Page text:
Elena Kagan And The Second Amendment
Today’s controversy burning up Memeorandum is a revelation concerning Supreme Court nominee Elena Kagan’s previously expressed views on the Second Amendment:
May 13 (Bloomberg) — Elena Kagan said as a U.S. Supreme Court law clerk in 1987 that she was “not sympathetic” toward a man who contended that his constitutional rights were violated when he was convicted for carrying an unlicensed pistol.
Kagan, whom President Barack Obama nominated to the high court this week, made the comment to Justice Thurgood Marshall, urging him in a one-paragraph memo to vote against hearing the District of Columbia man’s appeal.
The man’s “sole contention is that the District of Columbia’s firearms statutes violate his constitutional right to ‘keep and bear arms,’” Kagan wrote. “I’m not sympathetic.”
The law in question, of course, were the same firearms law that were at issue some 21 years later in District of Columbia v. Heller, which the Supreme Court ultimately struck down in what was actually the first explicit ruling on its part that the Second Amendment protected an individual right to keep and bear arms.
But, in 1987, a similar challenge to the same law suffered a much different fate:
The lower court ruling in the 1987 case, issued by the District of Columbia’s highest court, said the Second Amendment protects only the rights of states to raise militias, and not individual gun rights. The ruling upheld Lee Sandidge’s conviction for carrying a pistol without a license, possession of an unregistered firearm and unlawful possession of ammunition.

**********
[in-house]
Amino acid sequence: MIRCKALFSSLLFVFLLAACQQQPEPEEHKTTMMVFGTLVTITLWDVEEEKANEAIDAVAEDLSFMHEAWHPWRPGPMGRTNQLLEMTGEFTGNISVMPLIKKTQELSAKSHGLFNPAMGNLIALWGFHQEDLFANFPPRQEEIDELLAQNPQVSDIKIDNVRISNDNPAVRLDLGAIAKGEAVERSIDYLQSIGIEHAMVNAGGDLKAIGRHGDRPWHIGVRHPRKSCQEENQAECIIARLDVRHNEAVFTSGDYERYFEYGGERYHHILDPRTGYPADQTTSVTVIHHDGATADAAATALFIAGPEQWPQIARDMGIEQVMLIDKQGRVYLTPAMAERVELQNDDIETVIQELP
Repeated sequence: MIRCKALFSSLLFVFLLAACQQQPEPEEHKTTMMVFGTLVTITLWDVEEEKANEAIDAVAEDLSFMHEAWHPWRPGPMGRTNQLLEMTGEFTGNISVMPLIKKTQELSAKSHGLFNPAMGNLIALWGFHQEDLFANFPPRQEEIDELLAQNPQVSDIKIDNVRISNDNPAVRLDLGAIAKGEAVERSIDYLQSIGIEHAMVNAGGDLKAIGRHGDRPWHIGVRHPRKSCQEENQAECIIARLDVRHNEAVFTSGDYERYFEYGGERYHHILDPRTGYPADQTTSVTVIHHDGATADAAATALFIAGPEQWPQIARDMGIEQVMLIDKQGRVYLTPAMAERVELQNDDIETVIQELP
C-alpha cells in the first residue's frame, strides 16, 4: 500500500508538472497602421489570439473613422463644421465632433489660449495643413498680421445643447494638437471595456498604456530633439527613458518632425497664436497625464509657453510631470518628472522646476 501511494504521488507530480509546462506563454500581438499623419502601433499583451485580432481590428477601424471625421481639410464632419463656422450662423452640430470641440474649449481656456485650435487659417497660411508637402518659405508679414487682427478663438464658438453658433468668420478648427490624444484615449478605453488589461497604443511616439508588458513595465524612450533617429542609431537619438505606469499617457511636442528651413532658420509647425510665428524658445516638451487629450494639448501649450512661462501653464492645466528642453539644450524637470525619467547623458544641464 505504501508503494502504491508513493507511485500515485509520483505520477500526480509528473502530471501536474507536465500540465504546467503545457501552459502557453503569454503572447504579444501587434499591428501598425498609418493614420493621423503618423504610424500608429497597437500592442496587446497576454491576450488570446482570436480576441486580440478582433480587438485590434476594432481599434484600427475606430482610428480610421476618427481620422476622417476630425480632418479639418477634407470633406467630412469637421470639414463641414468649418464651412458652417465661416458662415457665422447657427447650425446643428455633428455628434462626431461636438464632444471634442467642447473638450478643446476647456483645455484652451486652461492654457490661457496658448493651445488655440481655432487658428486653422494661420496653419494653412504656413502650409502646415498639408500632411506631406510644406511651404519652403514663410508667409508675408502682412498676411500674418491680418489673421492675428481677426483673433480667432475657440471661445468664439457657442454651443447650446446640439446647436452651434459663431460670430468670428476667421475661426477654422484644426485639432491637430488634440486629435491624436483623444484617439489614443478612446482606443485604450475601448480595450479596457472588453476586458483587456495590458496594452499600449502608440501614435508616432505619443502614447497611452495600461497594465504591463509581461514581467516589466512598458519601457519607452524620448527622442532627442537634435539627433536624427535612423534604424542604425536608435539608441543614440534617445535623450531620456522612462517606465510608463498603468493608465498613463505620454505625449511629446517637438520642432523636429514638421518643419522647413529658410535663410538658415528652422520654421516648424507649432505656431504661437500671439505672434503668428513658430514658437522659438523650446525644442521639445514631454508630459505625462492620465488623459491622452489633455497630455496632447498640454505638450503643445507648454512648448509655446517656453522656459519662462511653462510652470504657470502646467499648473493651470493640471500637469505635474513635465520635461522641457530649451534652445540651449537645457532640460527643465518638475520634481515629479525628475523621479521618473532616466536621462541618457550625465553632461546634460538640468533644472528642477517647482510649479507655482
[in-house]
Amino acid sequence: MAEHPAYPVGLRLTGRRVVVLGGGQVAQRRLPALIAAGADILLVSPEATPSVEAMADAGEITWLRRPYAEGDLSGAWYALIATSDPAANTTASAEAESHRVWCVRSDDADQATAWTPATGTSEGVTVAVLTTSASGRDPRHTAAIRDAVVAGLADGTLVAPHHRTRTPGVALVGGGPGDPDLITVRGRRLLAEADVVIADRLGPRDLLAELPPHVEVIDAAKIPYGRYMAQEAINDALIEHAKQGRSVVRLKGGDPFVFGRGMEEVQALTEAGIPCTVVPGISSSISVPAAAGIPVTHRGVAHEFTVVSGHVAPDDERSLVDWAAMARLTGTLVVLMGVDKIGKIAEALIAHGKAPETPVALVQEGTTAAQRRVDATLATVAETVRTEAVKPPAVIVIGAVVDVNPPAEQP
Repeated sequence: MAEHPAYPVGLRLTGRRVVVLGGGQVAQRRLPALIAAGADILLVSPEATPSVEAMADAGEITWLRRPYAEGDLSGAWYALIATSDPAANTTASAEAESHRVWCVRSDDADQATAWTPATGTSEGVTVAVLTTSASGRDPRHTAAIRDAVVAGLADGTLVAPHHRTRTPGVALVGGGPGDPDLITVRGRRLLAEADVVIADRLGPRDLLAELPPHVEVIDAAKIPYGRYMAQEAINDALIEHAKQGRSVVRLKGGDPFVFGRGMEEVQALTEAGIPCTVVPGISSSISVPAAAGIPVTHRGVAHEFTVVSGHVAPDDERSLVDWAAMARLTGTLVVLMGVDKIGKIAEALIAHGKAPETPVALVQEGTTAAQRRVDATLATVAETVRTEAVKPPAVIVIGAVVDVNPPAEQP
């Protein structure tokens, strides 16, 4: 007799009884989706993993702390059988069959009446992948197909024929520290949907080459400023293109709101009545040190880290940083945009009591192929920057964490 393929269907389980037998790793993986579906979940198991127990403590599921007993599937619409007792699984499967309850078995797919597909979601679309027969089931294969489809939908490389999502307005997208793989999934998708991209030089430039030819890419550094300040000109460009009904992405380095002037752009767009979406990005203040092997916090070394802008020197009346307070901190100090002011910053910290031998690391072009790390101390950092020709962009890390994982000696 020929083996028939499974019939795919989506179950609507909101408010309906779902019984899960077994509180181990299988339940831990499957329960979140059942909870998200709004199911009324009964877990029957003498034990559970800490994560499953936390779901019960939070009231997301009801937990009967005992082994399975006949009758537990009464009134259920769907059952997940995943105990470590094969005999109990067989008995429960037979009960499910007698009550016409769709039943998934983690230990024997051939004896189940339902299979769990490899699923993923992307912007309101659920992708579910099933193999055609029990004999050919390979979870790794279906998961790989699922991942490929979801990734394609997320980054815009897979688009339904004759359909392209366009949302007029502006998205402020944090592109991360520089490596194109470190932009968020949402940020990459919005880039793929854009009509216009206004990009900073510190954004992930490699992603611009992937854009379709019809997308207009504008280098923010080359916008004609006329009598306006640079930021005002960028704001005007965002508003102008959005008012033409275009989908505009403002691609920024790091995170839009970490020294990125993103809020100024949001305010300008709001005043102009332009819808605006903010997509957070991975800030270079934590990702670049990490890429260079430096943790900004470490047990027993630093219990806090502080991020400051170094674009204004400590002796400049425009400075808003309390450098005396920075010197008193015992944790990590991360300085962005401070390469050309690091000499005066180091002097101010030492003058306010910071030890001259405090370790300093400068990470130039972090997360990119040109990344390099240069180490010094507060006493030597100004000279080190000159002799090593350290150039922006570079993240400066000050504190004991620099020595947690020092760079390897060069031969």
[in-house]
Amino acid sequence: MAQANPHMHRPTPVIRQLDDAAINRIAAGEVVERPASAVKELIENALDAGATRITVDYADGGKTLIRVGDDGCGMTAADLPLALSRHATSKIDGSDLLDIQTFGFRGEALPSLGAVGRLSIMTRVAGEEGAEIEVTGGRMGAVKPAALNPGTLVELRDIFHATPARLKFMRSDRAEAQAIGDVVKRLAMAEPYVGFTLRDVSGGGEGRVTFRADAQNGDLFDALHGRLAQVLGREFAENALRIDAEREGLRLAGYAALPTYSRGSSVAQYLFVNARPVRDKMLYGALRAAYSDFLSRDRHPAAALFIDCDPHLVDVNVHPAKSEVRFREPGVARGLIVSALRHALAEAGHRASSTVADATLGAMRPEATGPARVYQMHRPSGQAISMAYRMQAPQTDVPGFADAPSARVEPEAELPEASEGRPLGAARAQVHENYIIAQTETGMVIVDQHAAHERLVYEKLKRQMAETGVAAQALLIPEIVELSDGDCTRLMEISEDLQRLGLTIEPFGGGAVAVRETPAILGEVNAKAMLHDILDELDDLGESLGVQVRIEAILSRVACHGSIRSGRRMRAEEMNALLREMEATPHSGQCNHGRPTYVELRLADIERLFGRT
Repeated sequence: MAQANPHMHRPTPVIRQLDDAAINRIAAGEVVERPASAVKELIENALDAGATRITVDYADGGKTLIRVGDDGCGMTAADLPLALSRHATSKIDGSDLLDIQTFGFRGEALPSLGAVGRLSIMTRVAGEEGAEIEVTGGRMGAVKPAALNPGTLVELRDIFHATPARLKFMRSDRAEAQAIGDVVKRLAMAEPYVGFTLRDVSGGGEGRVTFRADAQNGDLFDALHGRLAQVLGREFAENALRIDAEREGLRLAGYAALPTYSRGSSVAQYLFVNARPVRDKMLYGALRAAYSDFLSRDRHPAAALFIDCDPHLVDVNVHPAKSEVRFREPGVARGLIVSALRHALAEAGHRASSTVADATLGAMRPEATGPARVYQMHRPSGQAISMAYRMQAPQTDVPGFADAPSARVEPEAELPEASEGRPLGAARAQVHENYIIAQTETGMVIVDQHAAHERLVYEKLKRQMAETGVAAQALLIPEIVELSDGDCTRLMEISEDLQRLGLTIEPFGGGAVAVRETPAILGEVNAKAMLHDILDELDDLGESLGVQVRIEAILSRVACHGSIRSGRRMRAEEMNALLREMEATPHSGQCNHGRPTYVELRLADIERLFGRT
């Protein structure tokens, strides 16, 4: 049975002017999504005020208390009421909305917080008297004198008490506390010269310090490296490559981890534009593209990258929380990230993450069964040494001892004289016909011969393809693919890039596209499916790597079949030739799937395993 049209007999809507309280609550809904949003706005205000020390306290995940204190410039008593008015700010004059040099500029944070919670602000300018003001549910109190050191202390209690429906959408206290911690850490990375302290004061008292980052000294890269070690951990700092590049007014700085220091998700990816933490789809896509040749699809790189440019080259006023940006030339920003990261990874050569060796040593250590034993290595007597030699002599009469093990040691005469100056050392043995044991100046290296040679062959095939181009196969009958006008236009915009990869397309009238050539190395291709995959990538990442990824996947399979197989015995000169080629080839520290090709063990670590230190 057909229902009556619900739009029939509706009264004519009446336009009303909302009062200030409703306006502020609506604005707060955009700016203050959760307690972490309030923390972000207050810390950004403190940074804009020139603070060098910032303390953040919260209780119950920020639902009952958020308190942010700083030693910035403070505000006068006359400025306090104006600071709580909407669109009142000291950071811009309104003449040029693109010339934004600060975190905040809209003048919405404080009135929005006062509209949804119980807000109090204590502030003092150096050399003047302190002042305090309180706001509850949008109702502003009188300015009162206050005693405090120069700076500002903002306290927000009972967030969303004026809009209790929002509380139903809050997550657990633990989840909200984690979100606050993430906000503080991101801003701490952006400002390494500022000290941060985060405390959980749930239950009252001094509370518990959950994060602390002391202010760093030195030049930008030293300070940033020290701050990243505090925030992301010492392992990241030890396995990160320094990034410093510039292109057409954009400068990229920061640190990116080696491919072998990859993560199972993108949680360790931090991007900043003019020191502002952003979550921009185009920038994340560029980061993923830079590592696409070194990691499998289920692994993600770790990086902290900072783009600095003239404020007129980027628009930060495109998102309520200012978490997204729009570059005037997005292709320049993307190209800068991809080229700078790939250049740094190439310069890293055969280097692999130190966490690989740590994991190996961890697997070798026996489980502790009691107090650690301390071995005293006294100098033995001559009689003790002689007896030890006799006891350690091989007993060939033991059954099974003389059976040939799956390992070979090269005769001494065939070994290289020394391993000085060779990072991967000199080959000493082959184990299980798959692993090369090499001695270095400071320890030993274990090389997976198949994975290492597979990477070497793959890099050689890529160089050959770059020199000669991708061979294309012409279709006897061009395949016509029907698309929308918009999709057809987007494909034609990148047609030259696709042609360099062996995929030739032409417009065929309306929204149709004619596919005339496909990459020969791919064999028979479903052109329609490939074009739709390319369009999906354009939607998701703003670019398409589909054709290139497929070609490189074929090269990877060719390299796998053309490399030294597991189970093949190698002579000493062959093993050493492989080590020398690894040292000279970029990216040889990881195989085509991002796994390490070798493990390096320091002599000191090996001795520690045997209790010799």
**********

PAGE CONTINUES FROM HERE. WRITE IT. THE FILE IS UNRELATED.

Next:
The high court refused to hear the case, known as Sandidge v. United States. The memo to Marshall, found in his papers at the Library of Congress, includes a handwritten “D,” indicating that he was among those who voted to deny review.
White House spokesman Ben LaBolt said the position taken in the memo to Marshall reflected the prevailing view of the law at the time.
That is, of course, absolutely correct. Prior to Heller, the Supreme Court’s Second Amendment, though slim, was decidedly against the idea that the amendment protected an individual surprise. Thus, it’s not all that surprising to me as an attorney that a 27 year-old law clerk working for one of the most liberal Justices on the Court at the time would produce a memo arguing that the appeal should be denied.
The question, then, isn’t what Kagan thought twenty years ago when the law was different, but what she thinks now, and she gave at least some clue to that during her confirmation hearings to become Solicitor General:
As a nominee to be solicitor general last year, Kagan told lawmakers that she accepted that 5-4 decision in District of Columbia v. Heller as a precedent of the court.
“There is no question, after Heller, that the Second Amendment guarantees individuals the right to keep and bear arms and that this right, like others in the Constitution, provides strong although not unlimited protection against governmental regulation,” she said.
Kagan should clearly be questioned on her views about the Second Amendment and the Heller decision, but rather than focusing on something she wrote 20 years ago, I would hope that the Senators focus on what she believes today.